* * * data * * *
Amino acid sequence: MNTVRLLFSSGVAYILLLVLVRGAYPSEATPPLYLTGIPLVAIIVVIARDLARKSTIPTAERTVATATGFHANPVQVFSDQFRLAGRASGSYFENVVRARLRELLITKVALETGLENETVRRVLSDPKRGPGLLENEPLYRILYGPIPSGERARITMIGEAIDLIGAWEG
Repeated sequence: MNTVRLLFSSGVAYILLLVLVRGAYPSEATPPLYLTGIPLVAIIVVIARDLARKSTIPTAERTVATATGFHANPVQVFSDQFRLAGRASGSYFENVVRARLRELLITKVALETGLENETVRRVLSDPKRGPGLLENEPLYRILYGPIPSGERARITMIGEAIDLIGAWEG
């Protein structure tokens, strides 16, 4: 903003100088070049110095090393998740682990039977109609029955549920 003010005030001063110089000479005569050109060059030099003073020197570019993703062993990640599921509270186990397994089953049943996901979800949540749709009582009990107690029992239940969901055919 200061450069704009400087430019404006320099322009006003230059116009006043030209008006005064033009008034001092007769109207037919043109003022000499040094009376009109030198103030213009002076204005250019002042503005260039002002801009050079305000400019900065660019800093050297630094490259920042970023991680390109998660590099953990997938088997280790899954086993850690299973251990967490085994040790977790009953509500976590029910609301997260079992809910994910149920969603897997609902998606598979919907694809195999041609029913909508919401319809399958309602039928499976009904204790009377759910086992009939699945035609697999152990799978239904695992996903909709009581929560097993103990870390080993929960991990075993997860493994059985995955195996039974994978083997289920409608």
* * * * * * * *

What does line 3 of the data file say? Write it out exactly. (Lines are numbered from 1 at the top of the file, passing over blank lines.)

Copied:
């Protein structure tokens, strides 16, 4: 903003100088070049110095090393998740682990039977109609029955549920 003010005030001063110089000479005569050109060059030099003073020197570019993703062993990640599921509270186990397994089953049943996901979800949540749709009582009990107690029992239940969901055919 200061450069704009400087430019404006320099322009006003230059116009006043030209008006005064033009008034001092007769109207037919043109003022000499040094009376009109030198103030213009002076204005250019002042503005260039002002801009050079305000400019900065660019800093050297630094490259920042970023991680390109998660590099953990997938088997280790899954086993850690299973251990967490085994040790977790009953509500976590029910609301997260079992809910994910149920969603897997609902998606598979919907694809195999041609029913909508919401319809399958309602039928499976009904204790009377759910086992009939699945035609697999152990799978239904695992996903909709009581929560097993103990870390080993929960991990075993997860493994059985995955195996039974994978083997289920409608």